How the Japanese Anime “Grendizer” Galvanized the Arab World

TOKYO: While McDonald’s Golden Arches might be a sentimental symbol for anyone who grew up in the West, children in the Arab world, where the burger chain only opened in the 1990s, were excited about another icon : the Golden Horns. The super-robot Grendizer, from the anime of the same name, and his shiny golden helmet horns were as locally known as McDonald’s big golden M.

The Middle Eastern equivalent of a Happy Meal was this happy hour where the anime Grendizer, created by Japanese mangaka Go Nagai in 1975, aired on local television.

First shown on Lebanese channel Tele Liban in the 1980s, and one of the few fully-dubbed cartoons available to watch, the stories of the heroic Duke Fleed and his mighty robot were the stuff of which movies were made. dreams of all Arab children.

Nagai is famous throughout Japan for revolutionizing the super robot genre: he was the first to have a real pilot in the cockpit, and many of his creations are considered the standard that all other mecha robots face. .

QUICKFACTS

  • Originally, it lasted two years: 1975-1977.

  • Number of episodes: 74.

  • Popular in: France, French-speaking Canada, Italy and the Middle East.

  • Part of a series: preceded by Mazinger Z and Great Mazinger.

  • Grendizer is one of the most popular foreign icons in the Arabic-speaking world.

His previous works, along with Grendizer, made him famous in Japan, and he cemented his place as one of the country’s anime and manga legends.

Grendizer is part of the Mazinger Trilogy, which consists of Mazinger Z, Great Mazinger, and UFO Robot Grendizer. The first two were hugely successful in Japan, with Mazinger quickly becoming one of the country’s most recognizable pop culture icons. However, many fans believe Grendizer hasn’t garnered the same level of national attention.

Nagai, in an exclusive interview with Arab News at his studio in Tokyo, says that’s not necessarily true. “It was actually a hit in Japan. Maybe some people thought it wasn’t as popular as Mazinger Z, because Mazinger was super popular.

While Grendizer’s popularity is disputed in Japan, it certainly isn’t in the Arab world. The show was first dubbed in Lebanon and aired on Lebanese television in the 1980s, but was also featured on other Arabic channels, such as Kuwait TV and Saudi Channel 1.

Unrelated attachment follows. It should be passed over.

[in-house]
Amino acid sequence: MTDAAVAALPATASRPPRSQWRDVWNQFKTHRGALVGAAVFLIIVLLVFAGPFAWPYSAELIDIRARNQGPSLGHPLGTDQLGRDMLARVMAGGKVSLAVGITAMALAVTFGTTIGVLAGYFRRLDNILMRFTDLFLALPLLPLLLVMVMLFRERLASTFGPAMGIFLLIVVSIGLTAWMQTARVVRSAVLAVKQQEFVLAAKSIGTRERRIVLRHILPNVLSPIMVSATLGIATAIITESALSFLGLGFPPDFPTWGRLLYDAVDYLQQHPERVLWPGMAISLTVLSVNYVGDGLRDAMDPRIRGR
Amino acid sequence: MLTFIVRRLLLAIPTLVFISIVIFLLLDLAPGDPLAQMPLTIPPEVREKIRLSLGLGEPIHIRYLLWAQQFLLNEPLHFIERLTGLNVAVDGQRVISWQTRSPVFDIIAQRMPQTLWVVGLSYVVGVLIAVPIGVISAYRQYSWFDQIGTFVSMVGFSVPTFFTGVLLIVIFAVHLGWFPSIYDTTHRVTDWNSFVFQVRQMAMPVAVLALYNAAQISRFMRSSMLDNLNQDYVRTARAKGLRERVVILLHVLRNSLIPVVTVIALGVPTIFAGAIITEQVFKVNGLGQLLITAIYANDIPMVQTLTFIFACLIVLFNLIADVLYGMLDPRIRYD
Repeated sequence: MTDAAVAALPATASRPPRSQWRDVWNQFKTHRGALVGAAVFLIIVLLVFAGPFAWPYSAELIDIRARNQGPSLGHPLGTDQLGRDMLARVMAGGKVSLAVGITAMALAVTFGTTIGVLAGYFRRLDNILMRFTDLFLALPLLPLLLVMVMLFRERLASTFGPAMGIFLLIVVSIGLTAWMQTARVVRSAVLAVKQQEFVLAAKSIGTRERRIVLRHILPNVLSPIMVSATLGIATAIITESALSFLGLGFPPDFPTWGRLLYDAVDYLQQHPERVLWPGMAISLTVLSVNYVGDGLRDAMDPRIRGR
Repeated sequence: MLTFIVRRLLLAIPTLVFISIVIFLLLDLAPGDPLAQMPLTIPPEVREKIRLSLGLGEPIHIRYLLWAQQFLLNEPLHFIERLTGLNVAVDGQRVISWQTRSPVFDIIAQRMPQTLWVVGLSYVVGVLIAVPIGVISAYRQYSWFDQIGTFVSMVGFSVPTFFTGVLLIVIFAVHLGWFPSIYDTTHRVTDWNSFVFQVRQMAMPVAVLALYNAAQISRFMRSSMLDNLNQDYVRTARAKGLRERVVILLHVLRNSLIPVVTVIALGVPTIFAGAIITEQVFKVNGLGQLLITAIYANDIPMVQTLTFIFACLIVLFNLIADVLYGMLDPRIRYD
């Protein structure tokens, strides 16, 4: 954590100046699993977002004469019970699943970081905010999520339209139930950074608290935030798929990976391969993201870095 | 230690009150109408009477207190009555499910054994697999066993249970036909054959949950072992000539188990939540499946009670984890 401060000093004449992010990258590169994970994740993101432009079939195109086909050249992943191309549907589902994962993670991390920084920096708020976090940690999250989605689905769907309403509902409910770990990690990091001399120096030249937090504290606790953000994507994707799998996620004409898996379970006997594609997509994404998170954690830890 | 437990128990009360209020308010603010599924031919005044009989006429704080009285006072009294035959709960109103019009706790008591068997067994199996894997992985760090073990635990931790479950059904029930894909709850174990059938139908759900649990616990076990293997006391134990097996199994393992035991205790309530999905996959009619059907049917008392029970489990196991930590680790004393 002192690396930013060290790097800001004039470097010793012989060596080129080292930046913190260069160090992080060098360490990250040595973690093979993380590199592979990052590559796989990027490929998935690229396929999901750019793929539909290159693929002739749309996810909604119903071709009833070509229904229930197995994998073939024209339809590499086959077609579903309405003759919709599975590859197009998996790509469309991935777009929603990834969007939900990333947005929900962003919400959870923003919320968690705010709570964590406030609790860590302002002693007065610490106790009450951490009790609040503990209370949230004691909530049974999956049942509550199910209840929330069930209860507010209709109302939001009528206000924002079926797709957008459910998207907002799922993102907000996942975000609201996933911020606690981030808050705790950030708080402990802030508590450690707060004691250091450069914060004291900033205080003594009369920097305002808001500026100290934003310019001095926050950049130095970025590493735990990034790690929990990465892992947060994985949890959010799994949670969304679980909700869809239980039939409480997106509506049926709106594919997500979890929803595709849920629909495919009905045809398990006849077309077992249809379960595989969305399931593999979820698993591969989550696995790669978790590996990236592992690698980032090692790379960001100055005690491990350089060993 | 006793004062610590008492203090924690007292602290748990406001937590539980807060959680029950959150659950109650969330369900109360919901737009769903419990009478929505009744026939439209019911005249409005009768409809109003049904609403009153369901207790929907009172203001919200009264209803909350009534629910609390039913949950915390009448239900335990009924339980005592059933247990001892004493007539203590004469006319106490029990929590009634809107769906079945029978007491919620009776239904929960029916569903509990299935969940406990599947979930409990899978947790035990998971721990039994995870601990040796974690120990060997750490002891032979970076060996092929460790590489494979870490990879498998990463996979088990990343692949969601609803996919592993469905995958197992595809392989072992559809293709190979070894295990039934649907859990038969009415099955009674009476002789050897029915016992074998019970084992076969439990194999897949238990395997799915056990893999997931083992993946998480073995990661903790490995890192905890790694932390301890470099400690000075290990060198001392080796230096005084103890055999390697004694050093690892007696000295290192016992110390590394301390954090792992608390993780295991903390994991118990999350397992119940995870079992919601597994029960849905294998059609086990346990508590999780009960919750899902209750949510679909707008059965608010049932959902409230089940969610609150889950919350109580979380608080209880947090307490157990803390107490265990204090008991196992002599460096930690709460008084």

Go Nagai has established himself as one of Japan’s anime and manga legends. (Provided)

Long before satellite TV was available in the region, and even longer before on-demand broadcasting, Grendizer was an instant hit with local audiences.

Across the region, whenever Grendizer appeared on television, the streets were virtually empty, but the excitement was at its height.

Lebanese voice actor Jihad Al-Atrash, who provided the voice of Duke Fleed (or Daisuke, as he is known in the original), attributed Grendizer’s success to two things: its high production values ​​and the geopolitics of the region of time.

“I believe the series preceded its time,” he said in a 2005 interview with the regional Arab newspaper Asharq Alawsat. “It was executed to perfection with the limited means available then compared to today. It was a huge production by any means.

As for its regional appeal, Grendizer first aired during the civil war in Lebanon. “The entire Arab world was in mourning over the occupied Palestinian territories,” Al-Atrash said.

GO NAGAI’S ADVICE FOR ARAB ARTISTS

1. People in Saudi Arabia have their own unique sensibilities, so use those particular sensibilities and try to design new arts.

2. Create works with originality in mind.

3. Culture and history will have a good influence on your artwork.